The money should come from somewhere, ie , The top, that way it will filter through the entire economy instead of just stagnating at the top, revolving between buying and driving up the prices mansions and super yachts rathter than benefiting the whole population.

The happiest and healthiest societies in the western world are where the rich and the poor are much closer together re remuneration and quality of life, not as per the UK's medievil dog eat dog with the government helping and favouring the mega rich. (labour failed spectacularly on this one, should have reformed everything the previous tories did wrong, not excaccebate it)

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Reading the article in more detail, it would appear that 90% of Swiss workers already make more than $25 an hour, so it would only push a few low-paid workers out of work and a few small businesses out of business.

In other words, only slightly worse than pointless. They should be voting for $50 an hour, instead.

Flat out wrong. We are in a demand constrained world. That being the case this will increase, albiet in a small way, overall employment levels as it will be a transfer of income from those with a lower propensity to spend to those with a higher propensity to spend. Honestly, in a demand constrained world how could it be otherwise???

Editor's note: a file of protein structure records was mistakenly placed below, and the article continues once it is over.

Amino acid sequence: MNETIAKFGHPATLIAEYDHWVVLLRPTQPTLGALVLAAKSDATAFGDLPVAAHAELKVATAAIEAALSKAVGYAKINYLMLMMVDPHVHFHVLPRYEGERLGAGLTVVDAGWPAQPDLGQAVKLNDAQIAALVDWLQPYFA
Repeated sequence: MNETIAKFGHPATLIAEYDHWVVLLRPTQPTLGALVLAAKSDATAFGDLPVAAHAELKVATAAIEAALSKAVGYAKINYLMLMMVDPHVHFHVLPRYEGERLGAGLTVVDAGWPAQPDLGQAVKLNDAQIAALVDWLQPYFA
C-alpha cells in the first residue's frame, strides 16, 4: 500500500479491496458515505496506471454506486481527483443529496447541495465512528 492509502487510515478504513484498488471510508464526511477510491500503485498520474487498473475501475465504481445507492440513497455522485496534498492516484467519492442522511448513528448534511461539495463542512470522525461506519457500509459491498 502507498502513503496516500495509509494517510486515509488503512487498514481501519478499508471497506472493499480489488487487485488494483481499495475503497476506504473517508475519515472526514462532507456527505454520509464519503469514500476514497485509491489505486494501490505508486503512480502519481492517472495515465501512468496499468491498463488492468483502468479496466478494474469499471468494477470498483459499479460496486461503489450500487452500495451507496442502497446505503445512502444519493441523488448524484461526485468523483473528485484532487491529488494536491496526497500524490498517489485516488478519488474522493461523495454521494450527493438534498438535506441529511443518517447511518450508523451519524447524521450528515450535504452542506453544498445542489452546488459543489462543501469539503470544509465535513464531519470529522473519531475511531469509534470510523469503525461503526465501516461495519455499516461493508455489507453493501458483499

Edited by alexw

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Let's have a maximum wage too. A million pounds a year sounds reasonable. Why would anyone need more?

The argument against a maximum wage is that it would limit the incentives of the 'wealth creators', who create that wealth by starting business's that sell things. But if we extend that argument just a little bit we are forced to accept that there is another group who are just as essential to the process of wealth creation- those who buy the things that the wealth creators create.

That being so the idea of a minimum wage is entirely consistent, since if wages fall too low the wealth creation process will not work, since there will be insufficient demand for the goods and services that the wealth creators bring to market.

So while the exact level of wages could be debated, there is no doubt that allowing wages to fall too low relative to output will kill the system by starving it of customers.

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The argument against a maximum wage is that it would limit the incentives of the 'wealth creators', who create that wealth by starting business's that sell things. But if we extend that argument just a little bit we are forced to accept that there is another group who are just as essential to the process of wealth creation- those who buy the things that the wealth creators create.

That being so the idea of a minimum wage is entirely consistent, since if wages fall too low the wealth creation process will not work, since there will be insufficient demand for the goods and services that the wealth creators bring to market.